Tuesday, 9 October 2012

Food *AND* drink

Another post about food I'm afraid, so if you're one of those people who eats in order to live, you might want to look away now.

One of the main things that makes food (and by this I really mean restaurant dining) so interesting is the perpetual need for reinvention.  Lots of restaurants tend to look at bit old-hat after they've been open a few years and unless you're serving uber-traditional fare (which can itself be rather daring) the chances are that you'll be next year's fish and chip paper.  Restaurants come and go; many go because they are not very good, or they are unlucky, or they're a poor business model, or people simply get bored of them,  There's certainly no shortage of people with an idea (nay, a concept) willing to take their place.

Korean food seems to be big at the moment, but it was Peruvian last year, small plates the year before, pop-ups the year before that, all the way back to when extra virgin olive oil and balsamic vinegar in little china bowls on the table seemed rather high-class.

But it's the new-ish concept of ultra-limited menus that surprises me, both in terms of concept and popularity.  It's barely a concept - making your menu smaller and smaller until you end up with just two things on the menu seems to obviate the point of a restaurant.  When I go to a restaurant I expect choice and sometimes I don't know what I want until I get there.  I'm not suggesting that I'm the sort of person who will go to McDonald's for a hangover burger and once there will change my mind and have a McGrape or a McCarrot but I like to feel when spending more money that I'm at least going to have a choice.  Otherwise it's rather like dining at home.  When cooking at home I make one meal and the absence of choice is accepted as one of the inevitable drawbacks of eating in.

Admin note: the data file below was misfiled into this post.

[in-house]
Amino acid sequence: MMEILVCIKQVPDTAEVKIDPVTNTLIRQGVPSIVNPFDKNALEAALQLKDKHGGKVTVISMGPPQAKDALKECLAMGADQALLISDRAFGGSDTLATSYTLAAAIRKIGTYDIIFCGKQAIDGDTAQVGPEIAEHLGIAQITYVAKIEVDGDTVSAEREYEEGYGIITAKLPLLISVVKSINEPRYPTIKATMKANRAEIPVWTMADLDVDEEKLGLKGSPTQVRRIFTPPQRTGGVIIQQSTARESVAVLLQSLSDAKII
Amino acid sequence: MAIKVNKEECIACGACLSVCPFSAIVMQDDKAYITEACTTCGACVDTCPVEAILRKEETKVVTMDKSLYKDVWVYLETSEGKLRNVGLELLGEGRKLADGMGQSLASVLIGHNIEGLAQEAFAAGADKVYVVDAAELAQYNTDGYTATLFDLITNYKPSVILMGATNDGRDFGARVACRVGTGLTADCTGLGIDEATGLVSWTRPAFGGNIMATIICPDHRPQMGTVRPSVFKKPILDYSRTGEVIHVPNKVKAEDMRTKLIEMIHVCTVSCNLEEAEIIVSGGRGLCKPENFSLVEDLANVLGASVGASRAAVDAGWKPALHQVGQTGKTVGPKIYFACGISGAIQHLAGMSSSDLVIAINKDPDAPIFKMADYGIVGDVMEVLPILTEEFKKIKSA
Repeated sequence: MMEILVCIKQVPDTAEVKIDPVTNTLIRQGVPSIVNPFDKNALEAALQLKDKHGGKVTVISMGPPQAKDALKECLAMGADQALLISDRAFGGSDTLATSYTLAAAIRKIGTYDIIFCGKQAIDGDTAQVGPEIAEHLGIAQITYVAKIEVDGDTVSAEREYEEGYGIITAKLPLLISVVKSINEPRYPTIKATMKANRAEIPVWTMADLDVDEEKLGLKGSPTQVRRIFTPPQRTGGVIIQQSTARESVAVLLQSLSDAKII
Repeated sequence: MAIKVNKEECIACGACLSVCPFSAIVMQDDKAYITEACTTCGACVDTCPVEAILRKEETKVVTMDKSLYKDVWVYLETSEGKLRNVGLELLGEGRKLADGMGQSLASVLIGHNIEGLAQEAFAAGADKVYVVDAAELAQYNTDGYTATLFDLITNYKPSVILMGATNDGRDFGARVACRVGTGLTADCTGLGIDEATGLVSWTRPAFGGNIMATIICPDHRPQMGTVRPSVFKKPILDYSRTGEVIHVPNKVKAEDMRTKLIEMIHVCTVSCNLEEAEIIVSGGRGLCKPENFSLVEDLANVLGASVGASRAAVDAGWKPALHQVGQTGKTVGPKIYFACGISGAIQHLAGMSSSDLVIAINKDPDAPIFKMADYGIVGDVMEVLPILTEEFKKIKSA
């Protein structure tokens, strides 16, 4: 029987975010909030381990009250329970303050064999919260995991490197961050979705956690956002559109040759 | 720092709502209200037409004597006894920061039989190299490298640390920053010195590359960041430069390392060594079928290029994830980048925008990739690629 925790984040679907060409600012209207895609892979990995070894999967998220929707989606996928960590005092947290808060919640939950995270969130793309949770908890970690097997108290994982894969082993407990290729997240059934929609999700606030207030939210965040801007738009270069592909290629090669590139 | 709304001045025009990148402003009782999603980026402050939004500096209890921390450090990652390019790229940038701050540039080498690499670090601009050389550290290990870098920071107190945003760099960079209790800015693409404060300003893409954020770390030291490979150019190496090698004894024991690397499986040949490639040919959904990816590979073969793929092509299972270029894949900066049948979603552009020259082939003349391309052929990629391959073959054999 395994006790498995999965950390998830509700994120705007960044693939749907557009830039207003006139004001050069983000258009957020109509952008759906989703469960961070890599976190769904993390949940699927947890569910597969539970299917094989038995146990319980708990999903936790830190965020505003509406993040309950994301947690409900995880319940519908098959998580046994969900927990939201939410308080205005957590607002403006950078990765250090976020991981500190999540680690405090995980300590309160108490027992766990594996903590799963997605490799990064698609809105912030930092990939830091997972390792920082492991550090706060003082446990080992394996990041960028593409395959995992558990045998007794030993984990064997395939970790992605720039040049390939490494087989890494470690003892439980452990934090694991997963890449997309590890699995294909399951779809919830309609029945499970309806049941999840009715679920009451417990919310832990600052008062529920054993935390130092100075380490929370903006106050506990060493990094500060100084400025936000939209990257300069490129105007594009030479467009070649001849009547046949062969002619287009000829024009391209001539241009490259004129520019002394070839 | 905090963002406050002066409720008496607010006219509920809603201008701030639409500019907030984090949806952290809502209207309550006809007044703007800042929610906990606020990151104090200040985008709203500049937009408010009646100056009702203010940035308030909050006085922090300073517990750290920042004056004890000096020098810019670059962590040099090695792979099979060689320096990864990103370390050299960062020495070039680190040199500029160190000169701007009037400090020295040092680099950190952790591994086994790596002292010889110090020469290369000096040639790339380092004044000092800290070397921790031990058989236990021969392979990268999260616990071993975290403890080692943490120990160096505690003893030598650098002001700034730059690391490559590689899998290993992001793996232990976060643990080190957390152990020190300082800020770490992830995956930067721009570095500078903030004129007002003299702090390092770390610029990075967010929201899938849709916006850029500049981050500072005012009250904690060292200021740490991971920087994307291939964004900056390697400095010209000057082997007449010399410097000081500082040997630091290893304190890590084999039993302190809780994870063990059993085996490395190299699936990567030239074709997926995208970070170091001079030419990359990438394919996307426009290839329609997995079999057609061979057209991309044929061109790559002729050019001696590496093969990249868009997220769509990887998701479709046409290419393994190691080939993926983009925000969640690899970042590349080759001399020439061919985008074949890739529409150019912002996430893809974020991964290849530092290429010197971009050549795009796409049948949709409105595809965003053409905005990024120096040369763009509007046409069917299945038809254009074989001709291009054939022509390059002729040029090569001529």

London restaurateurs have managed to make people believe that offering a far less extensive menu is a guaranteed sign that what is on offer will be great.  There's partial logic in this - if the restaurant has fewer things to concentrate on it might be able to make the small number of things that it makes a little better.  But surely this doesn't usually work.  Pizza joints, curry houses, chicken shops - these are the traditional homes of the 'one product' restaurant and they're the sort of places that provide grisly mixtures of protein, bread and sauce rather than high-end cuisine.